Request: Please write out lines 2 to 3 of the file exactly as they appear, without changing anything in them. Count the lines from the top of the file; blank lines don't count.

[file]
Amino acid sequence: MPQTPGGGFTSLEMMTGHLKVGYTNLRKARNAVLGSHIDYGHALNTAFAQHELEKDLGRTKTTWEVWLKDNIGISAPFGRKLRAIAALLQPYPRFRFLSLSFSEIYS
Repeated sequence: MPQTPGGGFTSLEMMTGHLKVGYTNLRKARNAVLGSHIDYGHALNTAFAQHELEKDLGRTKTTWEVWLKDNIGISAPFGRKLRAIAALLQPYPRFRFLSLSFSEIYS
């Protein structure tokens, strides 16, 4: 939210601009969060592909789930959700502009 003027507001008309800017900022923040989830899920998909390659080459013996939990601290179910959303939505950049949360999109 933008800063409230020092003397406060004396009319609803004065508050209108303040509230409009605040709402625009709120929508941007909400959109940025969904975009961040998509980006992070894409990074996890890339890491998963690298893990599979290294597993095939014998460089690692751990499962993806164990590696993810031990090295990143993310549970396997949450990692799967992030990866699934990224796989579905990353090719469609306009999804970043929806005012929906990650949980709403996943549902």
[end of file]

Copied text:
Repeated sequence: MPQTPGGGFTSLEMMTGHLKVGYTNLRKARNAVLGSHIDYGHALNTAFAQHELEKDLGRTKTTWEVWLKDNIGISAPFGRKLRAIAALLQPYPRFRFLSLSFSEIYS
């Protein structure tokens, strides 16, 4: 939210601009969060592909789930959700502009 003027507001008309800017900022923040989830899920998909390659080459013996939990601290179910959303939505950049949360999109 933008800063409230020092003397406060004396009319609803004065508050209108303040509230409009605040709402625009709120929508941007909400959109940025969904975009961040998509980006992070894409990074996890890339890491998963690298893990599979290294597993095939014998460089690692751990499962993806164990590696993810031990090295990143993310549970396997949450990692799967992030990866699934990224796989579905990353090719469609306009999804970043929806005012929906990650949980709403996943549902």